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Spend less on defence and more on human development, World Bank tells Pakistan

If Pakistan wants to be a strong upper middle-income country by the time it turns 100, it has to reduce its population growth rate by half and more than double its spending on education and healthcare, World Bank said in its latest policy report ‘Pakistan@100: Shaping The Future’.

The global lender has expressed its concerns on the ever increasing defence expenditures in the South Asia region amid recent tensions between India and Pakistan.

“India’s defence expenditures are seven times higher than Pakistan’s while Pakistan spends almost 70% of its revenues on military and interest spending,” says WB.

The report pointed out that the smaller size of Pakistan’s economy vis-à-vis India means that, although as a share of GDP military spending is significantly higher than India’s, in absolute terms it is vastly outspent by India.

“Pakistan has allocated a large amount of resources to developing and maintaining strong military capabilities. Pakistan’s spending on its military detracts from how much it can spend on other development priorities,” it says.

Strained regional relations affect trade, opportunities for regional cooperation and countries’ domestic policies.

Stronger regional relations can support Pakistan’s economic transformation and security objectives, increasing its leverage to resolve disputes with its neighbours and freeing resources for public investment in economic and human development, it elaborated.

“Peace is the best driver for economic growth and shared prosperity. We have seen how persisting conflicts can damage society, community and the economy as a whole. We believe peace brings economic dividends for a country and I think those kind of dividends can help Pakistan towards it two trillion dollar economy by 2047,” World Bank Country Director for Pakistan Patchamuthu Illangovan told SAMAA Digital on the eve of the report launch in Islamabad.

Previous efforts to normalise relations in the region have had missed results and Pakistan cannot reduce tensions in the region on its own; other countries also need to play their part, said the WB report.

Today Pakistan’s economy is relatively closed to global and regional markets, limiting its ability to benefit from its pivotal geographical situation, said the report.

Pakistan’s average economic growth rate has been declining over the past 30 to 40 years, with periods of accelerating growth usually followed by a crisis, mentioned in the report.

Where else do we need to improve?

The report seeks to identify the main changes that will be necessary if Pakistan is to become a strong upper middle-income country by 2047. It identifies seven areas of reforms. On top of these reforms lies a proposal to reduce the country’s fertility rate to 1.2% by 2047, down from 2.4% as of 2017.

“Reduce fertility rates through the implementation of comprehensive awareness programs to encourage informed decisions on parenthood, including information on birth control, reproductive health, young women’s health and child development through health, nutrition and stimulation,” the report said.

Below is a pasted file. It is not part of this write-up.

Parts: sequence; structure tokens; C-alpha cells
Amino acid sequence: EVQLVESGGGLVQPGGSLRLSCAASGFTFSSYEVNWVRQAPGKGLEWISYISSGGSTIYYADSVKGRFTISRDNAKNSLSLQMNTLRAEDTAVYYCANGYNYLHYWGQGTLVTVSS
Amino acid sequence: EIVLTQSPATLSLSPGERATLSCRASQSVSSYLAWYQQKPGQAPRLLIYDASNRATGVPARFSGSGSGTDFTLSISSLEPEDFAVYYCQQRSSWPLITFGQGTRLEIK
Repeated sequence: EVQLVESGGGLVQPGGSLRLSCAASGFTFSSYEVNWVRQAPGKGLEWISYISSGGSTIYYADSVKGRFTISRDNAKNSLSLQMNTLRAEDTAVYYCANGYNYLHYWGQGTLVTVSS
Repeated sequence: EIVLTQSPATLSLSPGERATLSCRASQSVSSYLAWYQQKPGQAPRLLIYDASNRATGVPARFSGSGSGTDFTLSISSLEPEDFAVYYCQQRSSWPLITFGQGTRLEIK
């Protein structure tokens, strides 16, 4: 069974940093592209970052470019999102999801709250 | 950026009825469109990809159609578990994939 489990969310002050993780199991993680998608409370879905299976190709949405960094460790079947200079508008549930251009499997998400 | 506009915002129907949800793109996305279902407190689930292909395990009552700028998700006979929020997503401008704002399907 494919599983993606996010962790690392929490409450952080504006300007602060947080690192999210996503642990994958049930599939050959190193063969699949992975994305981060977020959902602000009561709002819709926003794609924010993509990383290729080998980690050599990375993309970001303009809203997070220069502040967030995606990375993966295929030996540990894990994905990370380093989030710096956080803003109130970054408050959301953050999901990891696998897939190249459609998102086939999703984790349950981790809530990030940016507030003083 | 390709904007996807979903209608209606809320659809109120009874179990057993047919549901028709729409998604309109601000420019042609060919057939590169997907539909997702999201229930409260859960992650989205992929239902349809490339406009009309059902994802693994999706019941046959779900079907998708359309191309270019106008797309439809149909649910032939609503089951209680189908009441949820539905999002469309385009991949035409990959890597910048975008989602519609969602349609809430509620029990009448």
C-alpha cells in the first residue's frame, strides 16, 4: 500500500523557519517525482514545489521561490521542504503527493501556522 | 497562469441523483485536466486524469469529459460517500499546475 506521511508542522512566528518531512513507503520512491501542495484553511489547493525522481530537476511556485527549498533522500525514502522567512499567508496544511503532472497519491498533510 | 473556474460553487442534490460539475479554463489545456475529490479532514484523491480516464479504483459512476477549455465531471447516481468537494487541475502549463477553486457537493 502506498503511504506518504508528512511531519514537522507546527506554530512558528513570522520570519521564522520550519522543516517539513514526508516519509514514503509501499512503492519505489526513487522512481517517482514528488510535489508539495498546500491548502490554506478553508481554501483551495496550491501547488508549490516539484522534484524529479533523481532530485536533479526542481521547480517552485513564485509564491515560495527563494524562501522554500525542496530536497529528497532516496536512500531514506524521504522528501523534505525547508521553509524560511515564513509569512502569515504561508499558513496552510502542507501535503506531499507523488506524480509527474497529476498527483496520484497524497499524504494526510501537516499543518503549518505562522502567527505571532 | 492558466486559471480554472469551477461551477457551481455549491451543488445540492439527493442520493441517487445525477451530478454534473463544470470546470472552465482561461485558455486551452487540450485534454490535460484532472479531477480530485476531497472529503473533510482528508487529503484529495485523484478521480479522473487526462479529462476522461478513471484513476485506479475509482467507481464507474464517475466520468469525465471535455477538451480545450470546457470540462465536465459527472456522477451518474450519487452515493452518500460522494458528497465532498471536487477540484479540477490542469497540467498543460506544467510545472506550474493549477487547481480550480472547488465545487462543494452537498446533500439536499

The WB also recommends the government achieve efficiencies on public spending. After achieving higher fiscal space, Pakistan should increase spending on health to 2% of the GDP, up from less than 1% as of now. It also suggests improving spending on education to 5% of the GDP from the current 2%.

Pakistan has several difficult decisions to make, says the Washington-based think tank. Despite a challenging start and a complex political history, Pakistan’s economy grew fast in its earlier years, improving the lives of its citizens. “Pakistan was considered an example of successful development in its first 30 years. This has since changed, and Pakistan is struggling to keep pace with the growth and transformation of its peers,” it says.

Among other reforms, WB recommends a tax-to-GDP ratio of 20% by 2030, up from the current 13%. Reform tax administration, making systems efficient and people friendly, it says. Similarly, it wants to see Pakistan at number 50 in World Bank’s Ease of Doing Business ranking come 2023. This can be done by reducing red tape and introducing legal reforms.

The WB says Pakistan should open its market for regional trade by adopting a simple, transparent tariff structure with reduced tariffs and clear and transparent rules and support greater integration efforts within the South Asia region. Greater regional integration can take Pakistan’s trade with its neighbors to $58 billion in the next 10 years from $18.5 billion (as of 2015).

The decisions Pakistan will take over the next decade will determine its future, WB says raising some pressing questions: will Pakistan rise to the challenges ahead and transform its economy? Or will Pakistan continue with the mixed record of reform implementation, failing to address the key constraints to growth, while another generation of Pakistanis sees limited welfare improvements?

The report and the relevant policy note provide a vision of the type of economy that Pakistan could have by 2047. The report illustrates the type of changes that are possible, and it discusses a limited number of priority reforms that will be necessary to address the most pressing constraints to accelerating and sustaining growth.

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